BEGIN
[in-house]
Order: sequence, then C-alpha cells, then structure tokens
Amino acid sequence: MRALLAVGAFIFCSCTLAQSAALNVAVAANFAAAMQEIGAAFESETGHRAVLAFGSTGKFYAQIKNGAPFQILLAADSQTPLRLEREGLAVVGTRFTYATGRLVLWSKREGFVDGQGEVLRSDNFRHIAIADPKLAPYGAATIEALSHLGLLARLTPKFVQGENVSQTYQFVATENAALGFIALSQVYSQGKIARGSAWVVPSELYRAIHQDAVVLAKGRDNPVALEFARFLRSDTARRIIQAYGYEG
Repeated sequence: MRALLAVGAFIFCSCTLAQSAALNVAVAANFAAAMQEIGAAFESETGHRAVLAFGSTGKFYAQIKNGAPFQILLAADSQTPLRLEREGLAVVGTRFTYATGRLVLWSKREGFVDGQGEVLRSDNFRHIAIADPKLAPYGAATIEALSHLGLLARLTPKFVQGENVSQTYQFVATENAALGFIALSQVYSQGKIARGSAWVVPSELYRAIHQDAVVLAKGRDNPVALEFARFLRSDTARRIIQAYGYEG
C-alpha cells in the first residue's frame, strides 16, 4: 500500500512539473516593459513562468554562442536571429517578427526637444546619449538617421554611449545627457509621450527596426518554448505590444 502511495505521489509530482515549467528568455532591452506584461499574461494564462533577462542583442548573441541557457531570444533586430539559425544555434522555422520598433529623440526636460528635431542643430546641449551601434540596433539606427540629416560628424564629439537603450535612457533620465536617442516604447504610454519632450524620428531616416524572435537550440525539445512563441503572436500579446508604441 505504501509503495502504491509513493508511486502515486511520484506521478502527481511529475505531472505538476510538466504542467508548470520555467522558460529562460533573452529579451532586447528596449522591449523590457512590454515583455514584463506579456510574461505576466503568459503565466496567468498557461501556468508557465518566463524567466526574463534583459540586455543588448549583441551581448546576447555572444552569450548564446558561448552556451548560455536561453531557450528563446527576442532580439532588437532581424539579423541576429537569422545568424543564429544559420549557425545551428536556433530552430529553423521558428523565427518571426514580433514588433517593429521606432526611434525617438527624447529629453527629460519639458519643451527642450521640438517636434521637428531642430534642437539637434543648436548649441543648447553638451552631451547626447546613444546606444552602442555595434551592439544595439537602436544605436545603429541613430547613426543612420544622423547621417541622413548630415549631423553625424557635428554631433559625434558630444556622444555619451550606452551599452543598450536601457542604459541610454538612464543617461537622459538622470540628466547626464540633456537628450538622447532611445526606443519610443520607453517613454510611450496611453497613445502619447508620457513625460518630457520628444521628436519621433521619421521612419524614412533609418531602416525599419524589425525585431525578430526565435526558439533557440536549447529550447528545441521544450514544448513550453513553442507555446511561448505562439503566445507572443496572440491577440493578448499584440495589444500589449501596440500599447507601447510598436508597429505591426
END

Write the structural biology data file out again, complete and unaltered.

[in-house]
Order: sequence, then C-alpha cells, then structure tokens
Amino acid sequence: MRALLAVGAFIFCSCTLAQSAALNVAVAANFAAAMQEIGAAFESETGHRAVLAFGSTGKFYAQIKNGAPFQILLAADSQTPLRLEREGLAVVGTRFTYATGRLVLWSKREGFVDGQGEVLRSDNFRHIAIADPKLAPYGAATIEALSHLGLLARLTPKFVQGENVSQTYQFVATENAALGFIALSQVYSQGKIARGSAWVVPSELYRAIHQDAVVLAKGRDNPVALEFARFLRSDTARRIIQAYGYEG
Repeated sequence: MRALLAVGAFIFCSCTLAQSAALNVAVAANFAAAMQEIGAAFESETGHRAVLAFGSTGKFYAQIKNGAPFQILLAADSQTPLRLEREGLAVVGTRFTYATGRLVLWSKREGFVDGQGEVLRSDNFRHIAIADPKLAPYGAATIEALSHLGLLARLTPKFVQGENVSQTYQFVATENAALGFIALSQVYSQGKIARGSAWVVPSELYRAIHQDAVVLAKGRDNPVALEFARFLRSDTARRIIQAYGYEG
C-alpha cells in the first residue's frame, strides 16, 4: 500500500512539473516593459513562468554562442536571429517578427526637444546619449538617421554611449545627457509621450527596426518554448505590444 502511495505521489509530482515549467528568455532591452506584461499574461494564462533577462542583442548573441541557457531570444533586430539559425544555434522555422520598433529623440526636460528635431542643430546641449551601434540596433539606427540629416560628424564629439537603450535612457533620465536617442516604447504610454519632450524620428531616416524572435537550440525539445512563441503572436500579446508604441 505504501509503495502504491509513493508511486502515486511520484506521478502527481511529475505531472505538476510538466504542467508548470520555467522558460529562460533573452529579451532586447528596449522591449523590457512590454515583455514584463506579456510574461505576466503568459503565466496567468498557461501556468508557465518566463524567466526574463534583459540586455543588448549583441551581448546576447555572444552569450548564446558561448552556451548560455536561453531557450528563446527576442532580439532588437532581424539579423541576429537569422545568424543564429544559420549557425545551428536556433530552430529553423521558428523565427518571426514580433514588433517593429521606432526611434525617438527624447529629453527629460519639458519643451527642450521640438517636434521637428531642430534642437539637434543648436548649441543648447553638451552631451547626447546613444546606444552602442555595434551592439544595439537602436544605436545603429541613430547613426543612420544622423547621417541622413548630415549631423553625424557635428554631433559625434558630444556622444555619451550606452551599452543598450536601457542604459541610454538612464543617461537622459538622470540628466547626464540633456537628450538622447532611445526606443519610443520607453517613454510611450496611453497613445502619447508620457513625460518630457520628444521628436519621433521619421521612419524614412533609418531602416525599419524589425525585431525578430526565435526558439533557440536549447529550447528545441521544450514544448513550453513553442507555446511561448505562439503566445507572443496572440491577440493578448499584440495589444500589449501596440500599447507601447510598436508597429505591426